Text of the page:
Chemical and Biological Engineering PhD student Max Yavitt is the lead author on a new paper in Science Advances that focuses on intestinal tissue research. The work could allow researchers to control the shape of intestinal tissue cultured outside of the body – allowing for better study of physical changes due to injury or illness.
We asked Yavitt about the work, his time at CU Boulder and where the research will go from here.
Question: What is your department and area of study? What do you plan to do after graduation with your PhD?
Answer: I am a sixth-year PhD candidate in the Department of Chemical and Biological Engineering, and I plan to graduate at the end of this semester – hopefully. I’m in the process of looking for jobs right now, but I hope to work as a research and development scientist for a biotech company in the field of biomedical devices, biomaterials, or tissue engineering.
Q: How would you describe the work and results of this paper?
A: The intestine is composed of a single layer of cells that are organized into regularly repeating features in three dimensions, known as crypts and villi. Villi protrude out into the open intestinal lumen, while crypts depress into the tissue that surrounds the intestine, creating a sort of wavy surface that can compress or stretch cells that are distributed along different regions. These physical forces can change the behavior and function of a cell, but that has been difficult to study inside of the body.
In this work, we design a material that enables the researcher to control the shape of intestinal tissue cultured outside of the body. This will allow for closer study of how physical changes in stretching, cell shape, and curvature affect intestinal cellular behavior – specifically the formation of intestinal crypts I mentioned before. In this research, we found that intestinal cells can sense when they are exposed to regions of curvature, and we identified a biological pathway that cells use to initiate crypt formation events.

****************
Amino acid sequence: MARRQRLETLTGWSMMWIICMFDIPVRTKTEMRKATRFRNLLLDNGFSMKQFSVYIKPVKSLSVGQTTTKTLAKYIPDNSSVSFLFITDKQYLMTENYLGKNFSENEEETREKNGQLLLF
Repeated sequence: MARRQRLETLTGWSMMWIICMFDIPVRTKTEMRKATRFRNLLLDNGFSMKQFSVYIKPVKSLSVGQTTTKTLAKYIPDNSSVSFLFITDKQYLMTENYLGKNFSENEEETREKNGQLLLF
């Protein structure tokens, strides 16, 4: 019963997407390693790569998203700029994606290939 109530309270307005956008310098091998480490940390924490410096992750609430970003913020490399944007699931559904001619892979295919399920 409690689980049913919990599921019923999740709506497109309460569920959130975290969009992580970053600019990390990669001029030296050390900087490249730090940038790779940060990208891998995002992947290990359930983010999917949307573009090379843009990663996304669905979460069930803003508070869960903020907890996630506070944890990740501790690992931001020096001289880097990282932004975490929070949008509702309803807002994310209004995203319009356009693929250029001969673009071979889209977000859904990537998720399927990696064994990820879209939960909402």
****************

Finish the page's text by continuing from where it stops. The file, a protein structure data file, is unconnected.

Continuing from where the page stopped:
Q: What are the applications in the real world from this research?
A: Stretching and compression are prevalent during intestinal homeostasis, which is just regular intestinal function. However, forces and cell shape undergo dynamic changes during the development of the intestine in pregnancy and early childhood and following intestinal injury. In this work, we designed a material platform to understand how physical forces regulate crypt formation. The goal is to this platform to better understand how the intestine develops or recovers from injury for example. That could lead to the design of drugs or therapeutics to help when something goes wrong, such as in the case of intestinal disease.
Q: Is this a research topic or area you were interested in before coming to CU Boulder?
A: Before coming to CU Boulder, my undergraduate research had focused on the use of biomaterials as drug delivery devices, from which I developed a general interest in using biomaterials to address medical challenges. However, I was unaware of the issues facing intestinal tissue engineering specifically. Part of the reason that I was interested in CU Boulder was because I would be exposed to many new applications. Other people in the Anseth Lab design biomaterials to study heart disease, muscle regeneration, or cancer progression, so I knew that there would be plenty of interesting opportunities to address unique medical challenges.
Q: What research questions are still to be answered after this paper? Where does the work go from here?
A: This paper helps to understand how physical forces can guide early crypt-forming events, which is important to consider during intestinal development or following injury. From an engineering perspective, we can use our material platform and the information we have learned about the driving biological mechanisms, to now control intestinal development in a deterministic manner. In the next steps, we will exploit these principles to make intestinal tissue that has the same size and shape, to make more reproducible cellular models for applications such as drug screening.
Q: Anything else you want to say about your time at CU Boulder or working with Professor Kristi Anseth?
A: I have had a great time working at CU Boulder over the past six years. Doctor Anseth has been a supportive mentor and has taught me how to be a better scientist and engineer. I am excited to move on to the next phase of my life, but I will miss my time here at CU Boulder!
“In situ modulation of intestinal organoid epithelial curvature through photoinduced viscoelasticity directs crypt morphogenesis” was supported in part by the National Institutes of Health (R01 DK120921, P30-DK116073, P30-CA046934, F31 DK126427, R01 GM072744, and P30 NS048154), DARPA (W911NF-19-2-0024), the National Science Foundation (RECODE 2033723), the Department of Education Graduate Assistance in Areas of National Need Fellowship and University of Colorado Boulder Biological Sciences Initiative. Other CU Boulder authors include Bruce Kirkpatrick, Michael Blatchley, Kelly Speckl, and Kristi Anseth.